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This is a branch question (from this question) related to magnetic induction:

These deal with how different configurations of coiled layers might affect the outcome:

  • If one were to bundle multiple layers of coiling to up the coils, would it be more effective to have each layer connected in parallel and running in the same direction? (example - 2 ins and 2 outs)

  • If one were to coil 'loosely' such that the wire is wrapping around the coil at a 45 degree angle - would it generate less induction than the same number of coils tighter coiled at nearly a 90 degree angle (pretty sure this is a yes - but wondering if there is any silver lining in terms of resistance - perhaps with a deluge of parallel-connected layers))?

  • In the event that two or more layers are connected in parallel - would the energy created across each layer likely be significantly less? In the event of (say) five layers of coiling connecting, each with differing currents (or voltages), how might the resultant current be combined once reunited (presuming a similar wire is receiving the energy)?

I am keenly interested in the variables at play being defined - as well as any information on how such might play out. Thank you for any guidance.

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  • Two coils (around the same core) with the same number of turns, connected in parallel, will work and have less resistance. But one can reach the same objective using a thicker wire. Two coils (around the same core) with different numbers of turns, connected in parallel, are effectively a short circuit for a coil with a magnetic core, and anyway not a good thing as it grossly reduces inductance.
  • Only magnetic flux captured by the wire does matter, not angles. If one neglects the magnetic field outside the core, then the number of turns around the core is the only relevant thing. There are, in principle, some magnetic fields outside the core. Although these effects depend on geometry of the coil, there is little difference whether the wire runs at 90° to the axis of the core or at 45° (except in the latter case it will be $\sqrt2$ times longer for the same number of turns).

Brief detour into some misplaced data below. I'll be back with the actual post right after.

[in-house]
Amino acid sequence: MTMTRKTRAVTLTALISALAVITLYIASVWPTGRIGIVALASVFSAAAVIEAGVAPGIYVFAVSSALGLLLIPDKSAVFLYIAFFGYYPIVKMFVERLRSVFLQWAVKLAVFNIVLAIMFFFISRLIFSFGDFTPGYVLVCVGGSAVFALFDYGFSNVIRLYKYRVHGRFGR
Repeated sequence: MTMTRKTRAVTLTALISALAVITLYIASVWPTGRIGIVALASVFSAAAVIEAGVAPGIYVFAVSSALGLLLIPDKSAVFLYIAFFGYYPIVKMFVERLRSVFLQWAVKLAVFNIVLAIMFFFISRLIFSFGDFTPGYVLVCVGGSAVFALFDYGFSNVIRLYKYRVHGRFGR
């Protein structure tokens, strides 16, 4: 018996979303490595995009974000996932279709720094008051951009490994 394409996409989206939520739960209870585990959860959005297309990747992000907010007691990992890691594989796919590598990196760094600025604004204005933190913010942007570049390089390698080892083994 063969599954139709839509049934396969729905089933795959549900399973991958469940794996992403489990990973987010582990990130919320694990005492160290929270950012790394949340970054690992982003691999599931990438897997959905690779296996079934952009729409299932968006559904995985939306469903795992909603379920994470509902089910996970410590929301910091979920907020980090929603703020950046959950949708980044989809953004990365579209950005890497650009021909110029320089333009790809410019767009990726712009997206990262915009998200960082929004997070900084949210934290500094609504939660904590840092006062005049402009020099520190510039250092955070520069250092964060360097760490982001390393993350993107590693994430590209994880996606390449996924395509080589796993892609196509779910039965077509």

• Unintelligible for me.

Note that “energy created across… layer” is definitely a crackpot language. First, the energy is transferred, not created. Second, considerations of the energy conservation would only obfuscate this concrete model, where the magnetic field and its flux are important quantity, not energy.

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  • $\begingroup$ Thank you kindly for the response. Relating to the third point - I am of the assumption that multiple coils wrapped at different distances from the core (because they are on top of each other) would each be induced to different degrees. Assuming the voltage is, say, 10 Volts and the Amps generated in 3 layers of coils is 3 Amps, 2 Amps and 1 Amp respectively, what might one expect when the three coils combine at the out-point? $\endgroup$ – Avestron Aug 14 '14 at 5:23
  • $\begingroup$ @Avestron: you assume that a coil that is farther from the core is “less powerful”. It is not exactly so, although a farther coil might have greater resistance for the same number of turns. You also ask about amperes. One can’t answer you question without a knowledge how the transformer is powered. $\endgroup$ – Incnis Mrsi Aug 14 '14 at 6:06
  • $\begingroup$ Well thank you for your insights in any case :) I am a layperson myself and so found your feedback useful in expanding my limited and unreliable understanding. $\endgroup$ – Avestron Aug 14 '14 at 6:40

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